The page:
When we reentered the streets something happened to me which had the force of an optical illusion, or a nightmare. The streets were very crowded and I was facing north. People were moving in every direction but it seemed to me, in that instant, that all of the people I could see, and many more than that, were moving toward me, against me, and that everyone was white. I remember how their faces gleamed. And I felt, like a physical sensation, a click at the nape of my neck as though some interior string connecting my head to my body had been cut. I began to walk. I heard my friend call after me, but I ignored him…

I do not know what was going on in my mind either; I certainly had no conscious plan. I wanted to do something to crush these white faces, which were crushing me. I walked for perhaps a block or two until I came to an enormous, glittering, and fashionable restaurant in which I knew not even the intercession of the Virgin would cause me to be served. I pushed through the doors and took the first vacant seat I saw, at a table for two, and waited.

I do not know how long I waited and I rather wonder, until today, what I could possibly have looked like. Whatever I looked like, I frightened the waitress who shortly appeared, and the moment she appeared all of my fury flowed toward her. I hated her for her white face, and for her great, astounded, frightened eyes. I felt that if she found a black man so frightening I would make her fright worthwhile.

She did not ask me what I wanted, but repeated, as though she had learned it somewhere, “We don’t serve Negroes here.” … I felt I had to do something with my hands. I wanted her to come close enough for me to get her neck between my hands.

So I pretended not to have understood her, hoping to draw her closer. And she did step a very short step closer, with her pencil poised incongruously over her pad, and repeated the formula: “…don’t serve Negroes here.”

Somehow, with the repetition of that phrase, which was already ringing in my head like a thousand bells of a nightmare, I realized that she would never come any closer and that I would have to strike from a distance. There was nothing on the table but an ordinary watermug half full of water, and I picked this up and hurled it with all my strength at her. She ducked and it missed her and shattered against the mirror behind the bar.

And, with that sound, my frozen blood abruptly thawed, I returned from wherever I had been, I saw, for the first time, the restaurant, the people with their mouths open, already, as it seemed to me, rising as one man, and I realized what I had done, and where I was, and I was frightened. I rose and began running for the door. A round, potbellied man grabbed me by the nape of the neck just as I reached the doors and began to beat me about the face. I kicked him and got loose and ran into the streets. My friend whispered, “Run!” and I ran.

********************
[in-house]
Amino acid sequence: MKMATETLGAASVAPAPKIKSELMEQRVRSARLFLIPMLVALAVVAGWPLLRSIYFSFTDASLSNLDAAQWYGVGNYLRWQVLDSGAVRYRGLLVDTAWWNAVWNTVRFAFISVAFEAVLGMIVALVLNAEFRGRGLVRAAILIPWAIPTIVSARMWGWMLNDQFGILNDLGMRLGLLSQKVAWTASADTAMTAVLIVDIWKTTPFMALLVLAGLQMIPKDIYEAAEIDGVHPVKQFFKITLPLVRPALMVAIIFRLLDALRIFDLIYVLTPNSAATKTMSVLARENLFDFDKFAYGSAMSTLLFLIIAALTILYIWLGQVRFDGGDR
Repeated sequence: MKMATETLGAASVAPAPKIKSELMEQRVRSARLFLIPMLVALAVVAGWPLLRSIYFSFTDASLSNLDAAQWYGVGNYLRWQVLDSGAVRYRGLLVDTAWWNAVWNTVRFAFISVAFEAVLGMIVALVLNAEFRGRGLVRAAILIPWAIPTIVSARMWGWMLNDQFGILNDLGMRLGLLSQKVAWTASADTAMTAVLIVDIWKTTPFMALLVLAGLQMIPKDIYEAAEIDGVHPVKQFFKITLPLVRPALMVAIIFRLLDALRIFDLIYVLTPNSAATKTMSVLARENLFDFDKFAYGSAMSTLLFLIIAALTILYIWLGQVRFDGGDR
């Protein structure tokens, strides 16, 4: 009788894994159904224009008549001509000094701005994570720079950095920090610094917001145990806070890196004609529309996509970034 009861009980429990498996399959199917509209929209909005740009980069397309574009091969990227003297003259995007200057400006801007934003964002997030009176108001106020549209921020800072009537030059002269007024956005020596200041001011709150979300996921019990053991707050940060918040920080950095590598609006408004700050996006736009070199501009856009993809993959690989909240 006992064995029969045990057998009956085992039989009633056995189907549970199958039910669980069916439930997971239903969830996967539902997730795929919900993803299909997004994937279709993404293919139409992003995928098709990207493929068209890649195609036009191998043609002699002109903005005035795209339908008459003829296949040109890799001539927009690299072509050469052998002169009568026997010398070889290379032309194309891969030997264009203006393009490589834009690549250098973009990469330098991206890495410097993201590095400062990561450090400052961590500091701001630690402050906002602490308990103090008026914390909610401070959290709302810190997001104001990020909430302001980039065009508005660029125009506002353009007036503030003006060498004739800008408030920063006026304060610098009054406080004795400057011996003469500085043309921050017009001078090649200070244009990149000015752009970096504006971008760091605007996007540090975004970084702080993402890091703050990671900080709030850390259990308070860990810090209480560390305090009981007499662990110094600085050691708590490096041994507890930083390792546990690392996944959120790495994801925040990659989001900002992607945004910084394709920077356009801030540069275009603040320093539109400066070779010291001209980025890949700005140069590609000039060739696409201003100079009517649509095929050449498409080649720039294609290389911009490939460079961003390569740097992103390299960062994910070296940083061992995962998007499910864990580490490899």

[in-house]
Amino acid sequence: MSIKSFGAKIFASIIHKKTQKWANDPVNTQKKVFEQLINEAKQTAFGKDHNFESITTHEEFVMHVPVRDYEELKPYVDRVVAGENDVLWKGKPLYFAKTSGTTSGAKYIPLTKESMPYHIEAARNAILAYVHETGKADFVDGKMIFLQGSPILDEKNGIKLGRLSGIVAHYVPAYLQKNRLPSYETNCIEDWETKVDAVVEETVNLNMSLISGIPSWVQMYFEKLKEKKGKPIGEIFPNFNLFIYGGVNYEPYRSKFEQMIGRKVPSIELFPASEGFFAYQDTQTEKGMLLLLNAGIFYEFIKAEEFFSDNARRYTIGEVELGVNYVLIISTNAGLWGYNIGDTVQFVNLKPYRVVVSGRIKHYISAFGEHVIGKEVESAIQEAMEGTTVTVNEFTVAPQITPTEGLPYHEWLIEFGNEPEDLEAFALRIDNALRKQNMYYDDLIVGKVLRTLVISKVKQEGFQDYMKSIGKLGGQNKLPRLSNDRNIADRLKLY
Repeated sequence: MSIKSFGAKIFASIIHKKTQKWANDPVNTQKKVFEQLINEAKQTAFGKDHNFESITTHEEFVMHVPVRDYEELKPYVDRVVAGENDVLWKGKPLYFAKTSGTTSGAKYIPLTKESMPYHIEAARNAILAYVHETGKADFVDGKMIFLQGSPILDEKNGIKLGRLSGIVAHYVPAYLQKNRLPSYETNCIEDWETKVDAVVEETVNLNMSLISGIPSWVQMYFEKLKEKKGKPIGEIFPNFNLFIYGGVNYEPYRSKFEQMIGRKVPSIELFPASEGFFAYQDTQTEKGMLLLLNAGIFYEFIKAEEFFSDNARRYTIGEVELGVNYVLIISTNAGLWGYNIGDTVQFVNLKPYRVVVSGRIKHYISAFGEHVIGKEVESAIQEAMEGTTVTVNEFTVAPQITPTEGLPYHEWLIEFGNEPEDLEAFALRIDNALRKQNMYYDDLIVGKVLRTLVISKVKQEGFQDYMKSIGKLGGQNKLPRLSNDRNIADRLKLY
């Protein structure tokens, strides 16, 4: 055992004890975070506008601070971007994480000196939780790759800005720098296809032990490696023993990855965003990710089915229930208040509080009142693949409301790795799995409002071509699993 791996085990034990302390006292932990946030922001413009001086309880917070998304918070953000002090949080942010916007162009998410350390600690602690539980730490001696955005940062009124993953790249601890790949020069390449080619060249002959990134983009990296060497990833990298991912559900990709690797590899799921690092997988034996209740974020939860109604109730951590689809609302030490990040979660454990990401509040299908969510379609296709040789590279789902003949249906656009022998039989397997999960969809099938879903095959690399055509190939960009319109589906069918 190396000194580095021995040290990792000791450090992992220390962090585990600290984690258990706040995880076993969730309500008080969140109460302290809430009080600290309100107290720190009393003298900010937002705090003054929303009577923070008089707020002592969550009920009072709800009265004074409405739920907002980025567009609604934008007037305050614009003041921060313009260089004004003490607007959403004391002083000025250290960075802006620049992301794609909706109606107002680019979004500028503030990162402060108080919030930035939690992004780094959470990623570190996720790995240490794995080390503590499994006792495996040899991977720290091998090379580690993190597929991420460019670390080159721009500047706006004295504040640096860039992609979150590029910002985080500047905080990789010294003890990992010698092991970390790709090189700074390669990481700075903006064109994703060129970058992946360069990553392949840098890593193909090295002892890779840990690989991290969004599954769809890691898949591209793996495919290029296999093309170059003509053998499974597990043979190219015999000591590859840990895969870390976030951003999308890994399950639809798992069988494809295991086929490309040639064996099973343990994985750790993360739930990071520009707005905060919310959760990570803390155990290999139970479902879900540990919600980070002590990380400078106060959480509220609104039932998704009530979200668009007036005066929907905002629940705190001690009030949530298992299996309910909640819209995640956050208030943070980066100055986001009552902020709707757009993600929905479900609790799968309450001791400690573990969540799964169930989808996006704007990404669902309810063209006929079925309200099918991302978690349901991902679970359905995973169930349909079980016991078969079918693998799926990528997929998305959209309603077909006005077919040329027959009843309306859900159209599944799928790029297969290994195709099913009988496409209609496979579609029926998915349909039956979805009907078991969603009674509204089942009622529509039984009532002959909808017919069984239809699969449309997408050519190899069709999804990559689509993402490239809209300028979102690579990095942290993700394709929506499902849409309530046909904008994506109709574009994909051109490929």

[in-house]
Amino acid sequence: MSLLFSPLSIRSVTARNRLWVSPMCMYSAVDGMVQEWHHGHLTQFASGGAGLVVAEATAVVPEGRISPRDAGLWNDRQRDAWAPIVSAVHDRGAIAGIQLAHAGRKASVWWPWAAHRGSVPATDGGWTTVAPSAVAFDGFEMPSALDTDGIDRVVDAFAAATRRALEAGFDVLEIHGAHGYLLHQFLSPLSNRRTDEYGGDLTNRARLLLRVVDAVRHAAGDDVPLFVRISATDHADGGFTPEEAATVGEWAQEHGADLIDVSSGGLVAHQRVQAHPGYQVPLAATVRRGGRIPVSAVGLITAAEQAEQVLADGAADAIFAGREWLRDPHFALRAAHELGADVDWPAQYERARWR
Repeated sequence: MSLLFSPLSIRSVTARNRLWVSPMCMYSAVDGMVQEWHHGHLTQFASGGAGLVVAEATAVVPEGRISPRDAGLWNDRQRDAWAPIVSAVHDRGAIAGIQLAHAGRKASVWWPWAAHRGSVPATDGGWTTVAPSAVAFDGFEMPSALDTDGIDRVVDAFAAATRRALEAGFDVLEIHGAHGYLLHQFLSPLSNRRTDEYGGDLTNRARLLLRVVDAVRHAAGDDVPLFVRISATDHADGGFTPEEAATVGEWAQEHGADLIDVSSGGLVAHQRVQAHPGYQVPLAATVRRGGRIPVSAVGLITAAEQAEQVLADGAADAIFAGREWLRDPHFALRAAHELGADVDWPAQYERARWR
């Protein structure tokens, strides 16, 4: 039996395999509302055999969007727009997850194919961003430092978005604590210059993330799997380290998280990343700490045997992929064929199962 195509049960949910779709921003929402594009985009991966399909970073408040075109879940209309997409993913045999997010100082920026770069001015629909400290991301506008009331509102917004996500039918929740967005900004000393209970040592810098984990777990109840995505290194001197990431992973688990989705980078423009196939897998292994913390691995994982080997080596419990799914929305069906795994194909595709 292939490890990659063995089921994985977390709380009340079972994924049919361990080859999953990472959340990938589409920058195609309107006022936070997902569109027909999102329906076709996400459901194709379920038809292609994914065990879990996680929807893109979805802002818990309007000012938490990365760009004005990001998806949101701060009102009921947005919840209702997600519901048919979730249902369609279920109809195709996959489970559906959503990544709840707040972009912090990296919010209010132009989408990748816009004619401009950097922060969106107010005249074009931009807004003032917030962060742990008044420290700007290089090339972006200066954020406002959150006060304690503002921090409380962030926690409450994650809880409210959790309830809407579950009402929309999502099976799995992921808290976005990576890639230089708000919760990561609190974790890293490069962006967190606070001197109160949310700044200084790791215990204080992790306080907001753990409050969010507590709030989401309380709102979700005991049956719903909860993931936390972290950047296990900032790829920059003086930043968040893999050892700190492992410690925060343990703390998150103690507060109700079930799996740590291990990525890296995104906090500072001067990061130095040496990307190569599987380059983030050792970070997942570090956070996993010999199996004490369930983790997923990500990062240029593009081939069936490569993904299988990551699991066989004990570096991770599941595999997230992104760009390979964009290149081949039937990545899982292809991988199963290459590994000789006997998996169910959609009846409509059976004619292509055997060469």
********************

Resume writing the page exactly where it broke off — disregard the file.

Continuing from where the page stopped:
—  from James Baldwin, “Notes of a Native Son”
So much sadness

There’s so much sadness and pain in the world right now. Michael Brown. ISIS. Gaza. Ukraine. Robin Williams. Several of my friends facing hardship. And there’s really nothing to be done to fix any of it, or make any part of it ok at all.

Except. Except, I can create. I can live. And I can love. So that’s what I’m doing. Loving those around me as often as possible. I love all of you. And I can bring back maybe, maybe a bit of hope and happiness to someone. Through love, or through some other means.

I haven’t been able to really write creatively- ok, to write fiction, in a long, long time. But tonight, I did. Because that need came and overtook me, overwhelmed me. I needed to; I needed to do what small thing I could to counterman the hurt, the pessimism. Making it good didn’t even matter, only that I made it.

And I posted this, a fanfic. I wrote it eons ago and never posted it because it wasn’t perfect. But I think people need it right now, need some diversion and some hope and a reminder. So I’ve subsumed my own perfectionism and silenced my doubting voice and went for it. For the world. And, ultimately, for myself.